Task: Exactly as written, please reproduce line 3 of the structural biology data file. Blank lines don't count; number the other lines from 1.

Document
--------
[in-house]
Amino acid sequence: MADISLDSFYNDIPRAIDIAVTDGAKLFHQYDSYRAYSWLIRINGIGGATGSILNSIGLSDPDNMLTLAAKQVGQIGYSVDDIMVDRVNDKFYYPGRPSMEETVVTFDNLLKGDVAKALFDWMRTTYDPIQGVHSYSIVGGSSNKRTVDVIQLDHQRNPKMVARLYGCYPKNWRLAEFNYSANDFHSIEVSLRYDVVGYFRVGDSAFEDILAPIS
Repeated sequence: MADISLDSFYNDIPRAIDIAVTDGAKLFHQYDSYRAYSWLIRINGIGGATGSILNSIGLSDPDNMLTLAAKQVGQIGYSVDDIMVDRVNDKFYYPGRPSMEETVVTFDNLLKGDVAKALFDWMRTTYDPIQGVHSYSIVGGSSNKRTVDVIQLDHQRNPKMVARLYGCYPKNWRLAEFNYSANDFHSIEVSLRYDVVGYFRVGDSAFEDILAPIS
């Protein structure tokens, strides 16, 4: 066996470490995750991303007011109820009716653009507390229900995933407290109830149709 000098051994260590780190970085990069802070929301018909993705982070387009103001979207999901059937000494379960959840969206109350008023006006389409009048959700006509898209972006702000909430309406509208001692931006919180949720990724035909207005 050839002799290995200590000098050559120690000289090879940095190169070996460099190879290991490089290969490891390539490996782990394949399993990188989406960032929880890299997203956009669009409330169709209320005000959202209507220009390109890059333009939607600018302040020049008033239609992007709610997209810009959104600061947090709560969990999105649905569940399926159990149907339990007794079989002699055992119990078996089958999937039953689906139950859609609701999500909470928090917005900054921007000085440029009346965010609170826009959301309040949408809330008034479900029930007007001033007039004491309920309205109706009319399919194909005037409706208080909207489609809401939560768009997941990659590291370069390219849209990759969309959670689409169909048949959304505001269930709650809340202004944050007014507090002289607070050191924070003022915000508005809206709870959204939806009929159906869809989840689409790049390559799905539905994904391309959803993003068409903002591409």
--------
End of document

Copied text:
Repeated sequence: MADISLDSFYNDIPRAIDIAVTDGAKLFHQYDSYRAYSWLIRINGIGGATGSILNSIGLSDPDNMLTLAAKQVGQIGYSVDDIMVDRVNDKFYYPGRPSMEETVVTFDNLLKGDVAKALFDWMRTTYDPIQGVHSYSIVGGSSNKRTVDVIQLDHQRNPKMVARLYGCYPKNWRLAEFNYSANDFHSIEVSLRYDVVGYFRVGDSAFEDILAPIS